A recent article in BizTech Magazine talks about the innovations and promises that 5G can bring to both consumers and businesses. There are many use cases and applications for 5G that are going to truly revolutionize the way we live, work, and play. Here is an excerpt from that article:
New Use Cases Enabled by 5G
What will businesses be able to do with 5G networks that they can’t do now? Those use cases are still being developed, but they are starting to come into focus a bit more than they were last year. At the recent Mobile World Congress (MWC) trade show in Barcelona, wireless carriers and vendors demonstrated potential use cases.
Christian Hedelin, head of strategy for network vendor Ericsson’s network products unit, told IDG News Service at MWC that streaming 4K resolution video and replacing fiber broadband deployments are clear business use cases. Additionally, anyone involved in public safety will benefit thanks to the expected low latency. However, Ericsson is still working with academics and industries to determine 5G applications. “Most of the use cases are still in the making,” Hedelin said.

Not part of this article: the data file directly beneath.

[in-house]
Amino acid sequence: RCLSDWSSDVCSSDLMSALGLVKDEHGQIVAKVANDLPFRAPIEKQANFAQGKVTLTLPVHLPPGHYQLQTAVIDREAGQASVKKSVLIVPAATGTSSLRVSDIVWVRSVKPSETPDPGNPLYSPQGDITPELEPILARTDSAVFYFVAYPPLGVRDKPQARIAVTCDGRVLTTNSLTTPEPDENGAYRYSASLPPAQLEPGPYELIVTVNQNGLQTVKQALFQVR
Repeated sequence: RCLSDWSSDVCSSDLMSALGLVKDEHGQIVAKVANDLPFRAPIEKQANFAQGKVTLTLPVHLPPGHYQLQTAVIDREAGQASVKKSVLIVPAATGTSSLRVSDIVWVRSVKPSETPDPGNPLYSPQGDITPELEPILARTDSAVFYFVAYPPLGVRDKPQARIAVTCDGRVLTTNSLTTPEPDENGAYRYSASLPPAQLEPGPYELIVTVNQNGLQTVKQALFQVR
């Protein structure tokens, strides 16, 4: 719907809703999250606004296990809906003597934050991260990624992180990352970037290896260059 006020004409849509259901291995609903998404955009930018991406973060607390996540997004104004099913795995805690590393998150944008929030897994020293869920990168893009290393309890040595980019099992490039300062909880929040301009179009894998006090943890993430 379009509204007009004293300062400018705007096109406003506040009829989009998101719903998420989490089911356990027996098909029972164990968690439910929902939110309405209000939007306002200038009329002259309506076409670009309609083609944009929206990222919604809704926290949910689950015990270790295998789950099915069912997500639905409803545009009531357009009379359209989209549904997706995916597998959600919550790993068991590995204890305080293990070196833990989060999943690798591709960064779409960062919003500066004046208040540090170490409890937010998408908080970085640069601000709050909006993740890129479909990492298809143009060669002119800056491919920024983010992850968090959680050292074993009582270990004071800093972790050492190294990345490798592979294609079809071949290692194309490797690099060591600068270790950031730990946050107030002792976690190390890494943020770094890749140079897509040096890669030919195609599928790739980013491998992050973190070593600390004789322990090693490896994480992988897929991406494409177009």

At MWC, Spanish carrier Telefónica and Ericsson demonstrated how a 5G network could let someone use a steering-wheel console to control a vehicle 43.5 miles away with almost no lag time. As IDG reported: “It feels realistic, with a total latency, or delay, of 30 milliseconds. If it weren’t for having to send the video over a 70 km fiber link to the show, the latency would only be 4 milliseconds, Telefónica says. So if a vehicle were remotely controlled over 5G alone, it would be even more responsive.”
Such controls could help companies with vehicle fleets, or those with vehicles at remote warehouses or manufacturing sites.
Eventually, 5G networks will be used to not only direct self-driving cars, but also link vehicles to connected infrastructure around them. “It’s not just about the cars,” Adam Koeppe, vice president of network planning for Verizon, told CNET at MWC. “It’s about urban design and technology.”
Further, 5G could enable drones to stream back video footage much more quickly, which would be helpful to any company that is monitoring infrastructure, especially in the energy utilities markets.
Low latency will also enable virtual reality to pervade more applications, as lag times for delivering VR environments diminish.
So to recap – That’s faster video streaming, increased public safety, self-driving cars, and better management of energy. Sounds like a win-win-win-win to us!